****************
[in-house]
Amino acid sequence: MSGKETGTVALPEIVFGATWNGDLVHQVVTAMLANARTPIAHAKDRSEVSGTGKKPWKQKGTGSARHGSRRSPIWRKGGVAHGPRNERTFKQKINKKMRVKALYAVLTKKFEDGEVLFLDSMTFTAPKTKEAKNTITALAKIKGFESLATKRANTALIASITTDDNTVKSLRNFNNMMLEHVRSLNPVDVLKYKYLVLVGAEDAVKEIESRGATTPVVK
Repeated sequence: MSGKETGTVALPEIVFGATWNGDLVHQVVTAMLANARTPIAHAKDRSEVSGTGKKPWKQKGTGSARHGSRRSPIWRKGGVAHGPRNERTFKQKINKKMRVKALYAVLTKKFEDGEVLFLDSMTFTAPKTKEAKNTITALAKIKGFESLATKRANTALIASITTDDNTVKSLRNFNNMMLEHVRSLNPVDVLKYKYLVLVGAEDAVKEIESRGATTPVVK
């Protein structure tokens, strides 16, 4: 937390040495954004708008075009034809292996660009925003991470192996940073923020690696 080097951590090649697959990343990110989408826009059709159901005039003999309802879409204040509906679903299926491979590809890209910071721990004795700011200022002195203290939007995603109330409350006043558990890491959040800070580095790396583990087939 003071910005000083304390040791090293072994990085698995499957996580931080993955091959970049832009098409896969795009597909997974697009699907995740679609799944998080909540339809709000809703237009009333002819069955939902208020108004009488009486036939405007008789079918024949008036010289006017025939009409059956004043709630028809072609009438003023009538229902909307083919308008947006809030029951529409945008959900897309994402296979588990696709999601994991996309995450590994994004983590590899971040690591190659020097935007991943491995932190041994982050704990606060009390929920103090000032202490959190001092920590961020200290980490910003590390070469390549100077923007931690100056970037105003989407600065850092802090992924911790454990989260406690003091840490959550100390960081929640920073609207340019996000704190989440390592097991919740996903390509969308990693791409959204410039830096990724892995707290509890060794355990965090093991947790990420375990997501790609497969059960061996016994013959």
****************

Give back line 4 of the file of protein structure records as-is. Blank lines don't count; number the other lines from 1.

């Protein structure tokens, strides 16, 4: 937390040495954004708008075009034809292996660009925003991470192996940073923020690696 080097951590090649697959990343990110989408826009059709159901005039003999309802879409204040509906679903299926491979590809890209910071721990004795700011200022002195203290939007995603109330409350006043558990890491959040800070580095790396583990087939 003071910005000083304390040791090293072994990085698995499957996580931080993955091959970049832009098409896969795009597909997974697009699907995740679609799944998080909540339809709000809703237009009333002819069955939902208020108004009488009486036939405007008789079918024949008036010289006017025939009409059956004043709630028809072609009438003023009538229902909307083919308008947006809030029951529409945008959900897309994402296979588990696709999601994991996309995450590994994004983590590899971040690591190659020097935007991943491995932190041994982050704990606060009390929920103090000032202490959190001092920590961020200290980490910003590390070469390549100077923007931690100056970037105003989407600065850092802090992924911790454990989260406690003091840490959550100390960081929640920073609207340019996000704190989440390592097991919740996903390509969308990693791409959204410039830096990724892995707290509890060794355990965090093991947790990420375990997501790609497969059960061996016994013959």